Anti Competitive Conduct

This week’s article focuses on anti competitive conduct. It higlights the importances of understandings, agreements on certain business practices that limits competition in market. What are Anti-Competitive Conducts? Anti-Competitive Conducts
16 May 2016 13:57
Anti Competitive Conduct
Consumer protection

This week’s article focuses on anti competitive conduct. It higlights the importances of understandings, agreements on certain business practices that limits competition in market.

What are Anti-Competitive Conducts?

Anti-Competitive Conducts are certain business practices that limit or prevent competition in market and are deemed illegal under Competition Law. It refers to a wide range of business practices in which a firm or group of firms may engage in an understanding, agreements or covenants in order to restrict inter-firm competition to maintain or increase their relative market position and profits without necessarily providing goods and services at a lower cost or of higher quality.

These understandings, agreements or covenants do not necessarily have to be in writing. Nothing need, even be expressed—a ‘nod and wink’ is sufficient.

Such conducts includes but is not limited to:

directly or indirectly fix purchase or selling price or any other trading conditions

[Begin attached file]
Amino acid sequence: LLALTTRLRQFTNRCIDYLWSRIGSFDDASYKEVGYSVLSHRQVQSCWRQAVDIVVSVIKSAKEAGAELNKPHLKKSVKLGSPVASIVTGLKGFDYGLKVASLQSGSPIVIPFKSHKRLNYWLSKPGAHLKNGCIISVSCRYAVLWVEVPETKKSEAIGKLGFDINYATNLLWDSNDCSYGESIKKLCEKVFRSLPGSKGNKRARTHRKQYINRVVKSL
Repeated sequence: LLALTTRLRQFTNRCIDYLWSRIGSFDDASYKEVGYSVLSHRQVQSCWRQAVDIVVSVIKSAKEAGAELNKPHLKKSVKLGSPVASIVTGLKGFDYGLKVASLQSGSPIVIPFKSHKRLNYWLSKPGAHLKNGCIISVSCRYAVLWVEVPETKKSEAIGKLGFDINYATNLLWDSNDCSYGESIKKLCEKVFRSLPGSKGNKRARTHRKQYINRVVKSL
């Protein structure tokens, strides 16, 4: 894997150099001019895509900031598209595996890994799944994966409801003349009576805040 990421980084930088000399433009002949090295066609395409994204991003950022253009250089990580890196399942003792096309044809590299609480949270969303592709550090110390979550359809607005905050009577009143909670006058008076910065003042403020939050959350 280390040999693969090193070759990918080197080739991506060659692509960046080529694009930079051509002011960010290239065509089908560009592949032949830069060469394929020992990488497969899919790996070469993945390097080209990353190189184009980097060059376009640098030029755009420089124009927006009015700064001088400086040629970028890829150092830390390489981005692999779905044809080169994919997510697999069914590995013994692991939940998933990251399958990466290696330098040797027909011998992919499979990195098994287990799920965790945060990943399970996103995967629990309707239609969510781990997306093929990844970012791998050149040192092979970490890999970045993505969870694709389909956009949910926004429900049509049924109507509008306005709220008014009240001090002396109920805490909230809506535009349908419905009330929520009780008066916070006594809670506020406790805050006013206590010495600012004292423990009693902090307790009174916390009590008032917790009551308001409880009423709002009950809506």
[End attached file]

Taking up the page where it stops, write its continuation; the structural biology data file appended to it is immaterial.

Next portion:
limit or control production, markets, investment or development

provide for the artificial dividing up of markets or sources of supply

affect tenders to be submitted in response to bids

apply different conditions to equivalent transactions with other parties engaged in the same trade (competitors) hence, putting them at a competitive disadvantage

make the conclusion of contracts subject to parties other than the offering party accepting supplementary obligations which have no connection with the subject of such contracts.

Anti Competitive Conduct under CCD 2010

Anti Competitive Conduct is covered in Section 67 of the Commerce Commission Decree 2010 (“CCD2010”) and is per se a Restrictive Trade Practice. Section 67 of the CCD 2010 restricts a person or a trader from engaging in an anti-competitive conduct.  A person engages in an anti-competitive conduct if the person has substantial degree of power in a market and takes advantage of that power with the effect or likely effect of substantially lessening competition in that or another market.

Common Forms of Anti-Competitive Conduct

Anti-competitive practices are sometimes known as restrictive practices. They are methods used by firms in a market to restrict competition.

This prohibited conduct includes, but not limited to:

    Refusal to Supply

Incumbent firms often control access to facilities that are essential inputs in the supply of services at the retail level. Competing retailers depend on the incumbent for access to the essential facility. Incumbent firms may attempt to prevent competitors from entering the market by refusing to provide access to an essential facility, withhold information or imposition of excessive pricing regime.